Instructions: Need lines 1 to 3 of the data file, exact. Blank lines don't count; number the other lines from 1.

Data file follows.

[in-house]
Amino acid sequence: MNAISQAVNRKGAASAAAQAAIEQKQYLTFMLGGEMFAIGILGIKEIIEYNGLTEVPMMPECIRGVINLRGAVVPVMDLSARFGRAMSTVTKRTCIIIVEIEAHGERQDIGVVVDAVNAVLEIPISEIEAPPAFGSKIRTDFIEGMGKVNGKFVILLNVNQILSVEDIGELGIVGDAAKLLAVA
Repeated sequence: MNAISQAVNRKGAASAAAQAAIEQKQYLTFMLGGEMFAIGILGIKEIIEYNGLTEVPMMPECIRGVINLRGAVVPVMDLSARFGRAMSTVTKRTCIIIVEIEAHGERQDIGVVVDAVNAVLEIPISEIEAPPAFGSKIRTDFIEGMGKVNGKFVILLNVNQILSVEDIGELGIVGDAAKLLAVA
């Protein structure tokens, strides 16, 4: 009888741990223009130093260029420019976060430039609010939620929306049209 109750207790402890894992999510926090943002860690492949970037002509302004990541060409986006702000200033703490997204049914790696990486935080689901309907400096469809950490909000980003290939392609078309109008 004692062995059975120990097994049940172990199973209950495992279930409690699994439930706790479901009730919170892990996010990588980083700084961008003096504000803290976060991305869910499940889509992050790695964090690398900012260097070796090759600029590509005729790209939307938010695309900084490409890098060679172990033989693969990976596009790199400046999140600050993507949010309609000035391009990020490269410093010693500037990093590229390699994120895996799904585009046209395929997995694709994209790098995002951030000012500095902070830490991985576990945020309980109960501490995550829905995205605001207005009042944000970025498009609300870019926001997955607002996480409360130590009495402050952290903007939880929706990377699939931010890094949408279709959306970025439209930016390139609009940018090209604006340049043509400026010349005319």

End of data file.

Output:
[in-house]
Amino acid sequence: MNAISQAVNRKGAASAAAQAAIEQKQYLTFMLGGEMFAIGILGIKEIIEYNGLTEVPMMPECIRGVINLRGAVVPVMDLSARFGRAMSTVTKRTCIIIVEIEAHGERQDIGVVVDAVNAVLEIPISEIEAPPAFGSKIRTDFIEGMGKVNGKFVILLNVNQILSVEDIGELGIVGDAAKLLAVA
Repeated sequence: MNAISQAVNRKGAASAAAQAAIEQKQYLTFMLGGEMFAIGILGIKEIIEYNGLTEVPMMPECIRGVINLRGAVVPVMDLSARFGRAMSTVTKRTCIIIVEIEAHGERQDIGVVVDAVNAVLEIPISEIEAPPAFGSKIRTDFIEGMGKVNGKFVILLNVNQILSVEDIGELGIVGDAAKLLAVA